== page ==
Removing this breaks several use cases of which there's no alternative

where you want to hook into the focus, tab navigation, and action behavior
in the browser. For example links unfocus in some browsers after unclicking
them. We also don't have a facility to be focusable but not have a tab
index currently.

On Wed, May 6, 2015 at 9:59 AM, Alice Boxhall <> wrote:

> On Wed, May 6, 2015 at 8:33 AM, Anne van Kesteren <>
> wrote:
>> On Wed, May 6, 2015 at 4:46 PM, Léonie Watson <>
>> wrote:
>> > My understanding is that sub-classing would give us the accessibility
>> inheritance we were hoping is= would provide. Apologies if I've missed it
>> somewhere obvious, but is there any information/detail about the proposed
>> sub-classing feature available anywhere?
>> It should fall out of figuring out HTML as Custom Elements. Apart from
>> styling which I think we can solve independently to some extent that's
>> the big elephant in the room.
> As I see it there are two problems which is= could conceivably solve,
> which seem to be being conflated:
> - providing access to capabilities which so far only native elements have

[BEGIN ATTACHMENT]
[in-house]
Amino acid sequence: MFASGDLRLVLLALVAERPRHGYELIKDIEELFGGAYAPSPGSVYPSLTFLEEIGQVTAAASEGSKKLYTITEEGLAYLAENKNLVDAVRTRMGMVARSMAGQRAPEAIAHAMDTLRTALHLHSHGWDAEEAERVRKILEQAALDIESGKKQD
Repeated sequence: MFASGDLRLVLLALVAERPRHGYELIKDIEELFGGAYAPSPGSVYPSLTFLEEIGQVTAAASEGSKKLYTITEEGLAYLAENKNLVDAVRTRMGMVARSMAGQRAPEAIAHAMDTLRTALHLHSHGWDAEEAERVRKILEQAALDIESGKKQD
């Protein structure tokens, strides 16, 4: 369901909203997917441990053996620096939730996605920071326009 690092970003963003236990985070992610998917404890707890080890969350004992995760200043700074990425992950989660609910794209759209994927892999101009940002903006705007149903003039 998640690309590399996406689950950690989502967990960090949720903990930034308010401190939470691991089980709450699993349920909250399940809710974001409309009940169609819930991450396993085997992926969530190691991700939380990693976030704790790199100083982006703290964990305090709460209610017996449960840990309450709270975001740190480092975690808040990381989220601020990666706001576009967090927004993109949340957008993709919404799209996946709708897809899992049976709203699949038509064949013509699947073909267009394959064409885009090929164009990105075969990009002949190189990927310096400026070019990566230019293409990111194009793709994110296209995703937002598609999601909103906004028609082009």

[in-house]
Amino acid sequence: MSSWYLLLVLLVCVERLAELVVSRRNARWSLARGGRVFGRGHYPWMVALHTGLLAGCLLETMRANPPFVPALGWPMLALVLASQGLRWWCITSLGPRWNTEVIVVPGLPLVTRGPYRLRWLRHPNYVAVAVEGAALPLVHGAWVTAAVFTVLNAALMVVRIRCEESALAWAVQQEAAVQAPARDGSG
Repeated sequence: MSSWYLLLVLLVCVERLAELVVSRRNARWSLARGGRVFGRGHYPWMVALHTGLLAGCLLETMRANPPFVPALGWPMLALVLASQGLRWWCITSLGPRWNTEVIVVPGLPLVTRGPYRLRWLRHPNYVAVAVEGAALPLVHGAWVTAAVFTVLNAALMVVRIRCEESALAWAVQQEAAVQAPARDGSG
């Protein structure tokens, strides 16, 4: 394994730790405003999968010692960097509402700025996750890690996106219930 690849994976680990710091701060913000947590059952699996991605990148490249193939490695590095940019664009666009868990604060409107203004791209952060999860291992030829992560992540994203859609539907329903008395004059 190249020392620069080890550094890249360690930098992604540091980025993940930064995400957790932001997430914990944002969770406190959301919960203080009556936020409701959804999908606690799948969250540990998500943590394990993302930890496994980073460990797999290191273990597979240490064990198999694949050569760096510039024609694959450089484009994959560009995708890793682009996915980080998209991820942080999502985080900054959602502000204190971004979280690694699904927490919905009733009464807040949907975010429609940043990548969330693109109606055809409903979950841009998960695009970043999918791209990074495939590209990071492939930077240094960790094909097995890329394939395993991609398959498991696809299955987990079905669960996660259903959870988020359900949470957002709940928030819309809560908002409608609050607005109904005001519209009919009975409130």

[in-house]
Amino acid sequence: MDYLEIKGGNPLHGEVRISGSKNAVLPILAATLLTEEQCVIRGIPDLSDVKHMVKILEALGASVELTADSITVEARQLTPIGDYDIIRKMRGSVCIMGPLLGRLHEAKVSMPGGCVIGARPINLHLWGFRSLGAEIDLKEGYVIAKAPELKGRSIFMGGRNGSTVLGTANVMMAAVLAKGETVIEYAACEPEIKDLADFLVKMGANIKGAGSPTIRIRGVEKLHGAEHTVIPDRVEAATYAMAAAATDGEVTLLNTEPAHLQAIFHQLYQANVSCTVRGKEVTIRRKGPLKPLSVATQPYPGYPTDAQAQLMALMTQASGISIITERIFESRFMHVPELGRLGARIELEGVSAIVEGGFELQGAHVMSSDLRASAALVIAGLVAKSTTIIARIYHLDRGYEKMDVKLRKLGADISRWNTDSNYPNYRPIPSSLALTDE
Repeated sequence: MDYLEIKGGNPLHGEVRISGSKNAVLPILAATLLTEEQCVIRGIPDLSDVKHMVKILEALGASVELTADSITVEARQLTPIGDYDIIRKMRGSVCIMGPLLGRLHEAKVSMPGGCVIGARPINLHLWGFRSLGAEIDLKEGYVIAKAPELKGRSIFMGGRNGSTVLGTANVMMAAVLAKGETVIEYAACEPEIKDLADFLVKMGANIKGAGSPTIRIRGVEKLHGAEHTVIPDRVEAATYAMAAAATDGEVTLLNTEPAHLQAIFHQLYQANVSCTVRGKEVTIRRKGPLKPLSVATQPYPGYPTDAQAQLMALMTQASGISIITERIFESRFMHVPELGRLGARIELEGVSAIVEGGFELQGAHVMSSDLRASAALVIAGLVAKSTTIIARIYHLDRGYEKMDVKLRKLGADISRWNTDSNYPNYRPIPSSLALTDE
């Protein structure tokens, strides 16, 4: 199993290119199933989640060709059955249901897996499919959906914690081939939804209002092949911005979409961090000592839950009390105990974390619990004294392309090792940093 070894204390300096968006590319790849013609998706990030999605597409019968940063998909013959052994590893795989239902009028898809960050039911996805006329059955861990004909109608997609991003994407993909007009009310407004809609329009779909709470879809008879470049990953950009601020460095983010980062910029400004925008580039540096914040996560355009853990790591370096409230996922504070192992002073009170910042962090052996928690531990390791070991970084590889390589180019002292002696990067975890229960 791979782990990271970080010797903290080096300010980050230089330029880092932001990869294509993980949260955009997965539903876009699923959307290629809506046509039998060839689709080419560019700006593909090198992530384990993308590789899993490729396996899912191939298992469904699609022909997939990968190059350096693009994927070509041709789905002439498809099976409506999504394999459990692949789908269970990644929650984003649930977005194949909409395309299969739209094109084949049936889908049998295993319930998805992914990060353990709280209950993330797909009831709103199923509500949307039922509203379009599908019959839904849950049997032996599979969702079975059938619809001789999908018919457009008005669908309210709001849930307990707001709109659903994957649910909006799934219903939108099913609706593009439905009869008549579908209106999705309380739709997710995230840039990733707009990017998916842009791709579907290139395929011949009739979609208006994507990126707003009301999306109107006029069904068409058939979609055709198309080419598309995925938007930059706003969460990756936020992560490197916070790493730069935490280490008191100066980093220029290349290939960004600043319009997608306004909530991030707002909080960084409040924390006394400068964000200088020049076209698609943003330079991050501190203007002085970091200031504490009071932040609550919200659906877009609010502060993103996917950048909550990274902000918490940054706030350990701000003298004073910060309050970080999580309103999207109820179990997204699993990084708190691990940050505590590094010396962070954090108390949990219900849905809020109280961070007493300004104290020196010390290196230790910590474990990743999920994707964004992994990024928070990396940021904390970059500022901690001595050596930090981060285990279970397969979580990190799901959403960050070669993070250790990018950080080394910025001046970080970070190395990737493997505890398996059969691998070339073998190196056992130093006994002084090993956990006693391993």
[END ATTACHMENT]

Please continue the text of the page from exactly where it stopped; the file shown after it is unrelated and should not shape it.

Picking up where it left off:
> (roles not captured by ARIA, forms behaviour, etc)
> - allowing re-use of the bundled complete set of behaviours captured in
> each element in the platform (what is focusable, what keyboard interactions
> work, what happens on mobile vs. desktop, what semantic values are exposed
> - essentially everything required in the HTML specs for that particular
> element)
> A solution to the first problem I agree should fall out of the HTML as
> custom elements effort.
> The second is the one I'm more concerned about falling off the radar: when
> using a native <button>, you can be reasonably certain that it will adhere
> to the HTML spec in behaviour; when using an <x-button>, you only have the
> reputation of the custom element vendor to give you any sort of guarantee
> about behaviour, and it could regress at any time.
> I definitely acknowledge is= may not be the ideal solution to the latter
> problem - it definitely has some holes in it, especially when you start
> adding author shadow roots to things - but I think it does have potential.
> I'd really like to be convinced that we either have a reasonable
> alternative solution, or that it's not worth worrying about.

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